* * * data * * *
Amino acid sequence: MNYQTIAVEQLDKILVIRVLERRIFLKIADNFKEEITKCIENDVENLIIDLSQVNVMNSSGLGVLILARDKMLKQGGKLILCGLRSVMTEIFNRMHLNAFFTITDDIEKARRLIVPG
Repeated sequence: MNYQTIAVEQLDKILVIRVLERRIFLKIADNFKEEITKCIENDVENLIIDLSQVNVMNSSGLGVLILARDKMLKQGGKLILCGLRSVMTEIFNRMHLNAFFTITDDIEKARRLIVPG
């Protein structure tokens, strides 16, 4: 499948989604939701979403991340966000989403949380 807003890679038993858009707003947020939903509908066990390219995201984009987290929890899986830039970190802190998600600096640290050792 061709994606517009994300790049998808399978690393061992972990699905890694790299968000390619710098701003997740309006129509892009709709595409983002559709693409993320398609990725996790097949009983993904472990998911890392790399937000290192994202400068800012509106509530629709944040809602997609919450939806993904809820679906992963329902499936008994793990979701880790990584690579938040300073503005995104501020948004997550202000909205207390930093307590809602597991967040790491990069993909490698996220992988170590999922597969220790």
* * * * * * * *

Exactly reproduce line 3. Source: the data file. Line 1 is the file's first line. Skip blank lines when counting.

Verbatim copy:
């Protein structure tokens, strides 16, 4: 499948989604939701979403991340966000989403949380 807003890679038993858009707003947020939903509908066990390219995201984009987290929890899986830039970190802190998600600096640290050792 061709994606517009994300790049998808399978690393061992972990699905890694790299968000390619710098701003997740309006129509892009709709595409983002559709693409993320398609990725996790097949009983993904472990998911890392790399937000290192994202400068800012509106509530629709944040809602997609919450939806993904809820679906992963329902499936008994793990979701880790990584690579938040300073503005995104501020948004997550202000909205207390930093307590809602597991967040790491990069993909490698996220992988170590999922597969220790």